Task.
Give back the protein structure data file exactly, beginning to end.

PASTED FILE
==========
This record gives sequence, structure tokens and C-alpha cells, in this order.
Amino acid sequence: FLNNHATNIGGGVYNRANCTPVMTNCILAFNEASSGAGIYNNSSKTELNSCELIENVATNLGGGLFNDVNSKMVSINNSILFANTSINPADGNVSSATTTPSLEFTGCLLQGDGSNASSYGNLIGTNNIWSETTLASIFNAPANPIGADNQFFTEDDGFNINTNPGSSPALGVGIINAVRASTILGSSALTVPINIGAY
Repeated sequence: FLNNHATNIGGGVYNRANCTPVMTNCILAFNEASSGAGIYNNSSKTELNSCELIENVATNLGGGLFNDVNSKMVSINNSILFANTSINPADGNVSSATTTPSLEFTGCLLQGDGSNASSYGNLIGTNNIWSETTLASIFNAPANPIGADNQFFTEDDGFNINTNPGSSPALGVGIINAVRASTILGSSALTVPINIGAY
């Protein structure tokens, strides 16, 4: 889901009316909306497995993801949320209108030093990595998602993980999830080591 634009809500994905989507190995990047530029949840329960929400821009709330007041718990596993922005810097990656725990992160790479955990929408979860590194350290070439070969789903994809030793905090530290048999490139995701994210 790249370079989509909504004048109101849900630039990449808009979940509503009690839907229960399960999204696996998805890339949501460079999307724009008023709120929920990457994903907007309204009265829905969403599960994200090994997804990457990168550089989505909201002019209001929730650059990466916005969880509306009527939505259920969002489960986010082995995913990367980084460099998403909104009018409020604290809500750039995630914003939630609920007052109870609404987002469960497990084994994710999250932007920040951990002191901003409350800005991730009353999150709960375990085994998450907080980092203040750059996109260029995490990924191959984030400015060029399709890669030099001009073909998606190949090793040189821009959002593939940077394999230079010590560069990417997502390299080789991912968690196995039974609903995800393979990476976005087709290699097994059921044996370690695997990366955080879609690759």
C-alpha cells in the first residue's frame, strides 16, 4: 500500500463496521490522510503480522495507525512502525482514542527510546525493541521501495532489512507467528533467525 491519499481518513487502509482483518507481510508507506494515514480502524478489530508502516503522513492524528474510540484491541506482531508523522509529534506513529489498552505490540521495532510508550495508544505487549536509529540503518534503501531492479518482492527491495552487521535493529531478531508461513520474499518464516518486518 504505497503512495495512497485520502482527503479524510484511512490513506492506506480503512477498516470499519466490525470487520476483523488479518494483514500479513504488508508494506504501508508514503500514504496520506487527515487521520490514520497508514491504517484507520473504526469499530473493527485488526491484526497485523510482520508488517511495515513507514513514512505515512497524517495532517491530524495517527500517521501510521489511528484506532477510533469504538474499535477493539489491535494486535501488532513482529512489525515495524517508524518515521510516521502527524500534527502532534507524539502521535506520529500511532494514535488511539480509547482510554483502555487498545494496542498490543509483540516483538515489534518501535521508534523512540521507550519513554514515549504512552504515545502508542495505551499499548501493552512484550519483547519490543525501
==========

This record gives sequence, structure tokens and C-alpha cells, in this order.
Amino acid sequence: FLNNHATNIGGGVYNRANCTPVMTNCILAFNEASSGAGIYNNSSKTELNSCELIENVATNLGGGLFNDVNSKMVSINNSILFANTSINPADGNVSSATTTPSLEFTGCLLQGDGSNASSYGNLIGTNNIWSETTLASIFNAPANPIGADNQFFTEDDGFNINTNPGSSPALGVGIINAVRASTILGSSALTVPINIGAY
Repeated sequence: FLNNHATNIGGGVYNRANCTPVMTNCILAFNEASSGAGIYNNSSKTELNSCELIENVATNLGGGLFNDVNSKMVSINNSILFANTSINPADGNVSSATTTPSLEFTGCLLQGDGSNASSYGNLIGTNNIWSETTLASIFNAPANPIGADNQFFTEDDGFNINTNPGSSPALGVGIINAVRASTILGSSALTVPINIGAY
């Protein structure tokens, strides 16, 4: 889901009316909306497995993801949320209108030093990595998602993980999830080591 634009809500994905989507190995990047530029949840329960929400821009709330007041718990596993922005810097990656725990992160790479955990929408979860590194350290070439070969789903994809030793905090530290048999490139995701994210 790249370079989509909504004048109101849900630039990449808009979940509503009690839907229960399960999204696996998805890339949501460079999307724009008023709120929920990457994903907007309204009265829905969403599960994200090994997804990457990168550089989505909201002019209001929730650059990466916005969880509306009527939505259920969002489960986010082995995913990367980084460099998403909104009018409020604290809500750039995630914003939630609920007052109870609404987002469960497990084994994710999250932007920040951990002191901003409350800005991730009353999150709960375990085994998450907080980092203040750059996109260029995490990924191959984030400015060029399709890669030099001009073909998606190949090793040189821009959002593939940077394999230079010590560069990417997502390299080789991912968690196995039974609903995800393979990476976005087709290699097994059921044996370690695997990366955080879609690759």
C-alpha cells in the first residue's frame, strides 16, 4: 500500500463496521490522510503480522495507525512502525482514542527510546525493541521501495532489512507467528533467525 491519499481518513487502509482483518507481510508507506494515514480502524478489530508502516503522513492524528474510540484491541506482531508523522509529534506513529489498552505490540521495532510508550495508544505487549536509529540503518534503501531492479518482492527491495552487521535493529531478531508461513520474499518464516518486518 504505497503512495495512497485520502482527503479524510484511512490513506492506506480503512477498516470499519466490525470487520476483523488479518494483514500479513504488508508494506504501508508514503500514504496520506487527515487521520490514520497508514491504517484507520473504526469499530473493527485488526491484526497485523510482520508488517511495515513507514513514512505515512497524517495532517491530524495517527500517521501510521489511528484506532477510533469504538474499535477493539489491535494486535501488532513482529512489525515495524517508524518515521510516521502527524500534527502532534507524539502521535506520529500511532494514535488511539480509547482510554483502555487498545494496542498490543509483540516483538515489534518501535521508534523512540521507550519513554514515549504512552504515545502508542495505551499499548501493552512484550519483547519490543525501